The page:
There were a ‘few’ movements started in the 20 years either side of 1900 and by far the most important for society was started out of the B&M Match Girl strike. Of course the message was distorted and twisted since, of course it was hijacked and the people conned. But the core issue then is still the core issue today. Society (establishment) engineered a situation with high rents and high prices generally that required two and more people to work to survive. Those are the issues today. We are yet again caught in a seeming chicken and egg circle where prices are high because two people in a family are working and two people in a family are working because prices are high.
    It isn’t a BIG question it’s just packed with ideological horseshite. Leaving Cert and A-Level economic basics nutshells it nicely.
    On the whole though the nearer to 50% -and this either way btw- gender balance we have on all boards. Not just big shot boards like universities, but school boards, credit union, parish council, what-have-ya the better.
    It might be instructive if one reads a few pages from the Tyndale Bible with the KJV and the Douay–Rheims side-by-side. You incrementally end up in a slightly different place with choices he took when translating and having three options for a word in English. You have the same destination but with a very different orientation to the other two.
    It would be very easy to get the same answer from both sides of the channel if both are trained in Oxford.

  2. anna notaro Says:

    As recognized in today’s post the positive commitment by the Committee of Scottish Chairs “does not cover members elected by staff or students or nominated by external stakeholders”, this is a crucial distinction. Such a position is reflected in the recently published Consultation On a Higher Education Governance Bill
    In the Analysis of Written Responses, with regards to Membership of governing bodies, one reads:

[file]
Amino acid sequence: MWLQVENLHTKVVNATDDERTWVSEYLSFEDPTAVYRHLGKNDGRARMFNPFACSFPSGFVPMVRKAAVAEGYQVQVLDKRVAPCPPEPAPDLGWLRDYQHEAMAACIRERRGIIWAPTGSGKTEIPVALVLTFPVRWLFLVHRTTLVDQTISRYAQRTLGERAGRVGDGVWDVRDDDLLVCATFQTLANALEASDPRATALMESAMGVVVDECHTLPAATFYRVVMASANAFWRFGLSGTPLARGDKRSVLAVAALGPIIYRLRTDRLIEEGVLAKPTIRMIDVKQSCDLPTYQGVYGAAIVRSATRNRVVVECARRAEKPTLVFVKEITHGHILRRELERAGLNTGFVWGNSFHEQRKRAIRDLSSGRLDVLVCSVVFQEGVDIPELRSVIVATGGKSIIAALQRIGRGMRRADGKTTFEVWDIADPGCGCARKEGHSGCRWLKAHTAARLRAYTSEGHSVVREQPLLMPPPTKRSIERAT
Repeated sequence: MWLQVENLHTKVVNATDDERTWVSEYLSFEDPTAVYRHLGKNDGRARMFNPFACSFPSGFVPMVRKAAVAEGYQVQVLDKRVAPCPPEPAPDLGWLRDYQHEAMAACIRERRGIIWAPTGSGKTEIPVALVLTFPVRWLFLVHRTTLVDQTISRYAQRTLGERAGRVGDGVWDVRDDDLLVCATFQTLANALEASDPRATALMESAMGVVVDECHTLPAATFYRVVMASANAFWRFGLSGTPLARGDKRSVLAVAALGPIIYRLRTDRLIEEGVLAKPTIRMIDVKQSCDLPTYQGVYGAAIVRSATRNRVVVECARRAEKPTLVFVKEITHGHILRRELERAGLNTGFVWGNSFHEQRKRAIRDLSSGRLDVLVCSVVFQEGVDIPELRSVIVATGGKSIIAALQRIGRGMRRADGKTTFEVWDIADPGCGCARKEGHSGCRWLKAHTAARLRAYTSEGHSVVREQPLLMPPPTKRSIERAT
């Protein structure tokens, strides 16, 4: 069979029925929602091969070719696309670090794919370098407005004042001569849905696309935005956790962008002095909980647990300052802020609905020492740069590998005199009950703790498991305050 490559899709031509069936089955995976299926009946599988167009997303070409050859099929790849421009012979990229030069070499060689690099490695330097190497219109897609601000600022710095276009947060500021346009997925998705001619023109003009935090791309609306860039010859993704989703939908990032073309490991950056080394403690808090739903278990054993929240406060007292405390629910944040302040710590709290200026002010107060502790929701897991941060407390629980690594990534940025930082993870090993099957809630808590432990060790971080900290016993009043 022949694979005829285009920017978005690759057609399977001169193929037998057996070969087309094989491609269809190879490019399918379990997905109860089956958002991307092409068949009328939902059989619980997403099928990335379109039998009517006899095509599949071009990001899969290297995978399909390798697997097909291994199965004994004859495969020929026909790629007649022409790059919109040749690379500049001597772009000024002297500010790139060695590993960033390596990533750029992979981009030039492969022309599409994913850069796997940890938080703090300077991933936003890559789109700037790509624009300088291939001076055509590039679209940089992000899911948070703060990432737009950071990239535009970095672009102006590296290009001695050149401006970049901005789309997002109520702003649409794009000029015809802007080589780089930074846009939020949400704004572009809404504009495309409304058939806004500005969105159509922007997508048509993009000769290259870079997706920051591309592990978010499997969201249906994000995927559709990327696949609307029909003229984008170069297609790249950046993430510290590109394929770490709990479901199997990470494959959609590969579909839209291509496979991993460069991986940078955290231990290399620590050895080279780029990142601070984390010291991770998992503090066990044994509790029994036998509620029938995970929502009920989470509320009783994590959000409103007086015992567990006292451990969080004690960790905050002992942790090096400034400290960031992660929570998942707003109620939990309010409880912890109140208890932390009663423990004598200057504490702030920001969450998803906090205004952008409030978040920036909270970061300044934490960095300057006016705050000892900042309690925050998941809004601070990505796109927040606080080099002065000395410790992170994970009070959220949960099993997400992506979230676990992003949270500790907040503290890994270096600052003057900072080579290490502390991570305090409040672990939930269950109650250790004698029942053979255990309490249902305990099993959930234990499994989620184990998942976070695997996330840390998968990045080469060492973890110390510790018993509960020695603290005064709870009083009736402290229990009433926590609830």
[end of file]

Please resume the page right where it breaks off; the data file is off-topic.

1.27 A prevailing view, amongst universities and individuals in particular, was that additional legislation is not required to embed the principle of equality in establishing the membership of the governing body. The existing Code and the Public Sector Equality Duty were perceived as sufficient in this regard.

    1.28 A recurring comment was that although HEIs can influence equality outcomes to some degree, this is largely restricted to the selection of “lay” members of the governing body, as others are almost all elected by staff and students or are ex officio.

    Emphasis on *restricted*. More at

    For those interested the ECU (Equality Challenge Unit) is launching the Governing bodies, equality and diversity in Scottish HEIs Report at the end of June in Edinburgh.

    It would be unfair not to acknowledge the ‘perceptible impact’ of the Review of Scottish HE (such impact will appear even more remarkable in years to come), however we cannot accept that existing codes are sufficient to *fix* equality & diversity matters in our institutions. Let’s face it, the scale of the problem goes well beyond the borders of the individual nation’s academia. Just recently a new database of faculty salaries from “The Chronicle of Higher Education” has exposed the American academy at a crisis point—both in labor practices and gender inequality
    More courageous correctives to the system, as discussed in my guest post on this topic, are needed.

    Speaking in 2008 Hillary Clinton acknowledged that: “while important progress had been made in gender equality” – citing better school attendance, more women in office and reformed legislation, achieving equality for women “remains the great unfinished business of the 21st century”.
    That is still the case.

  3. Jeremy Says:

    There isn’t enough women in the governance of colleges and universities in much of the developed world, despite the marked increase of females in post-secondary institutions. Clearly, this problem ought to be rectified in a meaningful way in the next few years in the name of fairness.